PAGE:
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5 Things You Can Do to Save the Ocean

We live on a blue planet. At the National Geographic Society we are working with a lot of groups all over the world to learn more about our seas and inspire people to protect them through our Pristine Seas project. The everyday actions of people like you and me can have a big impact. Read below to...

We live on a blue planet. At the National Geographic Society we are working with a lot of groups all over the world to learn more about our seas and inspire people to protect them through our Pristine Seas project. The everyday actions of people like you and me can have a big impact. Read below to see how you can help!

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Volunteers help to pick up trash both on the shore and in the waves. (Photo by Leon Baker)

Keep Your Beaches Clean

The ocean is too polluted, and that pollution begins on land. Whether you live by the sea and call it your home or only see the coast once a year during vacation, it’s really important to keep our beaches clean. By picking up trash you can help reduce the amount of litter that’s swept into the sea. Go even further by encouraging others to do the same and by organizing your own local beach cleanups.

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Even in remote areas of the ocean, pieces of our long-lived and far-reaching plastic trash can be found. (Photo by Enric Sala)

Use Fewer Plastic Products

It’s shocking how much plastic ends up in the ocean—and once it’s there it can be impossible to remove. Plastics that end up as ocean debris contribute to habitat destruction and entangle and kill tens of thousands of marine animals each year. To limit your impact, carry a reusable water bottle, store food in nondisposable containers, bring your own cloth tote or other reusable bag when shopping, and recycle whenever possible.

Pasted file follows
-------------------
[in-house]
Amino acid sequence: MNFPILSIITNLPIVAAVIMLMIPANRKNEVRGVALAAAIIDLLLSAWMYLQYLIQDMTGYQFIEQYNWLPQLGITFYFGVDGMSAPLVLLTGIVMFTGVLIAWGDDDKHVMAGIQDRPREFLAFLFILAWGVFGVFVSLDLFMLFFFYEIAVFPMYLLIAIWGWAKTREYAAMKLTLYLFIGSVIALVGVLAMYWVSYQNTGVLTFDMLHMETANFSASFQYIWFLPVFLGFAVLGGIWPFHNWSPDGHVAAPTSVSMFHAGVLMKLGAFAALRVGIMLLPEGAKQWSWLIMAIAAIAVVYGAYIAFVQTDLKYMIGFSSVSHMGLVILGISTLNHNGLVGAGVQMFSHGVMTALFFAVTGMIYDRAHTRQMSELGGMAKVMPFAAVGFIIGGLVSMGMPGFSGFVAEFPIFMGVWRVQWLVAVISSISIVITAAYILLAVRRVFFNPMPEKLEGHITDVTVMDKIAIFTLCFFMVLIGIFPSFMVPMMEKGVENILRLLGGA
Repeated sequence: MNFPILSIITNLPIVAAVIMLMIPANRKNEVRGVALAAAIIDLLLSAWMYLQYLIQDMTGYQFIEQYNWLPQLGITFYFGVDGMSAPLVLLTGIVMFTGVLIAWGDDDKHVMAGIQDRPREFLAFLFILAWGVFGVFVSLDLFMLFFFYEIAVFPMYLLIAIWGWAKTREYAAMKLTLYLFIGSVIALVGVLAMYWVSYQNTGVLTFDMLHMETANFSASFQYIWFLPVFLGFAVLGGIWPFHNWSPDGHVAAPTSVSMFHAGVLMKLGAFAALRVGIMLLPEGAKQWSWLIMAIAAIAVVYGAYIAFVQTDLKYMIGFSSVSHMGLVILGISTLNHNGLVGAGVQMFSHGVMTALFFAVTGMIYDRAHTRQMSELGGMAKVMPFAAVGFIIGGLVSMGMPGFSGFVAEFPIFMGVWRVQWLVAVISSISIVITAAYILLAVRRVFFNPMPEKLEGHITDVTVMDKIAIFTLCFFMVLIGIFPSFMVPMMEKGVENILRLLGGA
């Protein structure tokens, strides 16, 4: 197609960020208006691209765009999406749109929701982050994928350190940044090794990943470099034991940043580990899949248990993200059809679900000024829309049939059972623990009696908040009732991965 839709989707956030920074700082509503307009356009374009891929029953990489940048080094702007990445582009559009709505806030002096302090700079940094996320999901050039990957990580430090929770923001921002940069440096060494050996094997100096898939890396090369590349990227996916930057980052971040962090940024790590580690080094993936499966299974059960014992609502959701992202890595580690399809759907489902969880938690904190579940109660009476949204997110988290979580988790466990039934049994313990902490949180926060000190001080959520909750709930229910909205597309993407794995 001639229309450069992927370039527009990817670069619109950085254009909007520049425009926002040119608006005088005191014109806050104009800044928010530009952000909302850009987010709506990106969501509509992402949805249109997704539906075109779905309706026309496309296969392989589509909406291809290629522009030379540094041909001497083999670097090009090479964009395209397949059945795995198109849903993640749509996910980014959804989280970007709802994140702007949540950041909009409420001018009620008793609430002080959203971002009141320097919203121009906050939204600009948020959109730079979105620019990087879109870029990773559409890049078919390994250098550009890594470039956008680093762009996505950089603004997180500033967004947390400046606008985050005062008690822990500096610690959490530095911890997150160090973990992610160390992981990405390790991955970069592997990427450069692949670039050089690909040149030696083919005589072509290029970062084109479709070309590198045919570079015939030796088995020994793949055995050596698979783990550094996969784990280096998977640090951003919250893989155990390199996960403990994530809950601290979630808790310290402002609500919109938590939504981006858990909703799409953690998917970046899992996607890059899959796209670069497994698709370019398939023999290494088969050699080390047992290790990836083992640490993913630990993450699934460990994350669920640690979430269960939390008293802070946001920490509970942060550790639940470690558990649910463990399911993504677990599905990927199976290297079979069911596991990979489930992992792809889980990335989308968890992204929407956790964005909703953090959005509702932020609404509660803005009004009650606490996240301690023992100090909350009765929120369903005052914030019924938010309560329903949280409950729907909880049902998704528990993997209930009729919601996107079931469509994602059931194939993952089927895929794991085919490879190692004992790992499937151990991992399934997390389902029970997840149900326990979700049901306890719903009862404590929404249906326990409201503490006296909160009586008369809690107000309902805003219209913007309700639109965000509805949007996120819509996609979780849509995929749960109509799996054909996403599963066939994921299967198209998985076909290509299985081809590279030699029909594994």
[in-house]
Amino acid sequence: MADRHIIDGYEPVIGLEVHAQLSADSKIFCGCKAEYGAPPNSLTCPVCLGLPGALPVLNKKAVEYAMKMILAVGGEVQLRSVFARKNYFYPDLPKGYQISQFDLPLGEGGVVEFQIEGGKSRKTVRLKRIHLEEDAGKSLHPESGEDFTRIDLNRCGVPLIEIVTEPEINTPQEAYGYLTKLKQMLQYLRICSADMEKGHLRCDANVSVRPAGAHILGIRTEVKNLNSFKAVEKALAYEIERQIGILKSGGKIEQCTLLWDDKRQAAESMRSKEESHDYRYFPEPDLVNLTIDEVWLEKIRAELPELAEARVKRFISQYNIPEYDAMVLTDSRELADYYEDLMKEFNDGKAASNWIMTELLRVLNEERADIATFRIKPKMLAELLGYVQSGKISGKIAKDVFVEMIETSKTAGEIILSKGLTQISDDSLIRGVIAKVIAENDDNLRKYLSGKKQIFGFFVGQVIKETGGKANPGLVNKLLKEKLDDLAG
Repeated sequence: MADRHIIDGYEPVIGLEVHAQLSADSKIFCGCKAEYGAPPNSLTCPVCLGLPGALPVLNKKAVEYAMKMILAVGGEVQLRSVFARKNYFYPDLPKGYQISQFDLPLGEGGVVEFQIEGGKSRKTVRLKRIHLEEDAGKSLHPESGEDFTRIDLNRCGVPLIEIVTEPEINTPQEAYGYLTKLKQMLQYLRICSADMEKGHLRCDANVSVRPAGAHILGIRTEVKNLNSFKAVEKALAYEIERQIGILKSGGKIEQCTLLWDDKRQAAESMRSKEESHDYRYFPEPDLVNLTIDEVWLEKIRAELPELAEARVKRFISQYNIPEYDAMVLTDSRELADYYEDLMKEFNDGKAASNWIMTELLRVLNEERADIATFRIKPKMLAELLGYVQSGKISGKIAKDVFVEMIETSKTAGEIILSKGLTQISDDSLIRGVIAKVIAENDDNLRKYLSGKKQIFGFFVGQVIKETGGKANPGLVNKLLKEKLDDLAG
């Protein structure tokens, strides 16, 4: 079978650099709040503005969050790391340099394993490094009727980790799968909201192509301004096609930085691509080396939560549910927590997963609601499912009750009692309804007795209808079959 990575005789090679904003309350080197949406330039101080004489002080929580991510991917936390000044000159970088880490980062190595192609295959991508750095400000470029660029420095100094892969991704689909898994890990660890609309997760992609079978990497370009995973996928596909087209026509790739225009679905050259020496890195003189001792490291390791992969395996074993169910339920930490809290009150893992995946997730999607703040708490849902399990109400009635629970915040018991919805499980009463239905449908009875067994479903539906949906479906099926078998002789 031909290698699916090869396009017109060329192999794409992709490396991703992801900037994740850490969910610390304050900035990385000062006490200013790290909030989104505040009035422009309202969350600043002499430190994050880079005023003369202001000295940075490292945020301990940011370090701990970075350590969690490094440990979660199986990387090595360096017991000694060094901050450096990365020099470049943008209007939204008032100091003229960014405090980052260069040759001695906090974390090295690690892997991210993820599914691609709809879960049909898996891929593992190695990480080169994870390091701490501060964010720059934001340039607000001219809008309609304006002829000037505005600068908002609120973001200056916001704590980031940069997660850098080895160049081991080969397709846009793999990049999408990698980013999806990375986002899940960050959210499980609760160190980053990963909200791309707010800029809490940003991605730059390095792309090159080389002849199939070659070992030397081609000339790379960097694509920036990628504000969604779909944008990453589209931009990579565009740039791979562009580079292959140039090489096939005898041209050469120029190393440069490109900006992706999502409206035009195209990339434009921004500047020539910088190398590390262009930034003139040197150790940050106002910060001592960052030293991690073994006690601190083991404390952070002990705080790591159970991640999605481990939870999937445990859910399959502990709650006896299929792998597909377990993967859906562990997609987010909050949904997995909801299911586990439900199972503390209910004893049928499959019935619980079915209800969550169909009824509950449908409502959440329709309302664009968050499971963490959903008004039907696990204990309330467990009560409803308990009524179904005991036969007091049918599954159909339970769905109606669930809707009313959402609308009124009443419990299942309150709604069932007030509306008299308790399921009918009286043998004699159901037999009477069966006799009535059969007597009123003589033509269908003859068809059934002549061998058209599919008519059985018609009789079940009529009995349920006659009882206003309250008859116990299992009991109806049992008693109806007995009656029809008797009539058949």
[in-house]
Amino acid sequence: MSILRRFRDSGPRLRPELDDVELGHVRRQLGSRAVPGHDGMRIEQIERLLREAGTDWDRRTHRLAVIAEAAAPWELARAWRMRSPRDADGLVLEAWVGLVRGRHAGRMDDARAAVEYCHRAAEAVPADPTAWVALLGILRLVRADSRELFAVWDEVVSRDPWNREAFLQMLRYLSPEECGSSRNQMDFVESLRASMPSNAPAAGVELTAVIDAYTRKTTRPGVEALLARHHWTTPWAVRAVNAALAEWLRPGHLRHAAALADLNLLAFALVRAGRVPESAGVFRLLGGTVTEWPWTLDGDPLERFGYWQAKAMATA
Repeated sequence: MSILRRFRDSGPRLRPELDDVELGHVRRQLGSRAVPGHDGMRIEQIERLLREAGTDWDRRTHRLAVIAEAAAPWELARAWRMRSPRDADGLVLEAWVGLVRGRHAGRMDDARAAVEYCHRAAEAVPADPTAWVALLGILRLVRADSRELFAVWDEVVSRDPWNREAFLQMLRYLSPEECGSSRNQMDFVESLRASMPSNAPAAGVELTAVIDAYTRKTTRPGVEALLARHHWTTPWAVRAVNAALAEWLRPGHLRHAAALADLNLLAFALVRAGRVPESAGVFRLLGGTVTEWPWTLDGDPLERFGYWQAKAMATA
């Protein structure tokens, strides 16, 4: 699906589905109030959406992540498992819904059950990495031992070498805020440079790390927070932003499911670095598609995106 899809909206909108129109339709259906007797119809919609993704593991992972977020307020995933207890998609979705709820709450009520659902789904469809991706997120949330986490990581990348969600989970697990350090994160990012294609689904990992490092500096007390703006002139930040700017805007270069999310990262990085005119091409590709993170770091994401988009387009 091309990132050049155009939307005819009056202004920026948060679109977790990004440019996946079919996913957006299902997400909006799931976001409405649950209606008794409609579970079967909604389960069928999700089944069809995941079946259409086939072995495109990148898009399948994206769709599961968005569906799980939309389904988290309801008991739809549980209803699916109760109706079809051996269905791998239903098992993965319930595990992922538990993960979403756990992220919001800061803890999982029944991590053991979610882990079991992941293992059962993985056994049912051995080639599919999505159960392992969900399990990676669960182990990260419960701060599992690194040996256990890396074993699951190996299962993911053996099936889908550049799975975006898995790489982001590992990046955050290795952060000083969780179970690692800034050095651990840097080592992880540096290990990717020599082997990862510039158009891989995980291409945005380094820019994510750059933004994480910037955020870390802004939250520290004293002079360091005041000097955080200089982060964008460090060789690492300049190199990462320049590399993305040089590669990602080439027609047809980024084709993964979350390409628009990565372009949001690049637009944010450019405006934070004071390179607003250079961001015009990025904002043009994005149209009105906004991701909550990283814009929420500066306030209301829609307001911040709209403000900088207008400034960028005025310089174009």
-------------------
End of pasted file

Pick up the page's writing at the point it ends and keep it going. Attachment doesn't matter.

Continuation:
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Fish reproduce in large numbers and can be a strong and reliable source of food for humans, but only if they’re managed in a way that keeps their populations healthy and their roles in their ecosystems intact. (Photo by Enric Sala)

Make Safe, Sustainable Seafood Choices

Global fish populations are rapidly being depleted due to demand, loss of habitat, and unsustainable fishing practices. When shopping or dining out, help reduce the demand for overexploited species by choosing seafood that’s both healthful and sustainable.

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The people of Pitcairn Island, the final resting place of the famed 18th-century H.M.S. Bounty, have voted to designate their seas as a vast marine protected area, a move recently approved by the British government. (Photo by Enric Sala)

Influence Change in Your Community

Research the ocean policies of public officials before you vote or contact your local representatives to let them know you support marine conservation projects. Consider patronizing restaurants and grocery stores that offer only sustainable seafood, and speak up about your concerns if you spot a threatened species on the menu or at the seafood counter.

Sea turtles and other marine creatures are more than simply entertaining. Their fascinating anatomy and behavior have intrigued scientists in countless fields and inspired artists in boundless endeavors. (Photo by Bates Littlehales)

Educate Yourself About Oceans and Marine Life

All life on Earth is connected to the ocean and its inhabitants. The more you learn about the issues facing this vital system, the more you’ll want to help ensure its health—then share that knowledge to educate and inspire others.

See the Full List of 10 Things You Can Do to Save the Ocean

Explore the Pristine Seas Project

About National Geographic Society

The National Geographic Society is a global nonprofit organization that uses the power of science, exploration, education and storytelling to illuminate and protect the wonder of the world. Since 1888, National Geographic has pushed the boundaries of exploration, investing in bold people and transformative ideas, providing more than 14,000 grants for work across all seven continents, reaching 3 million students each year through education offerings, and engaging audiences around the globe through signature experiences, stories and content. To learn more, visit www.nationalgeographic.org or follow us on Instagram, Twitter and Facebook.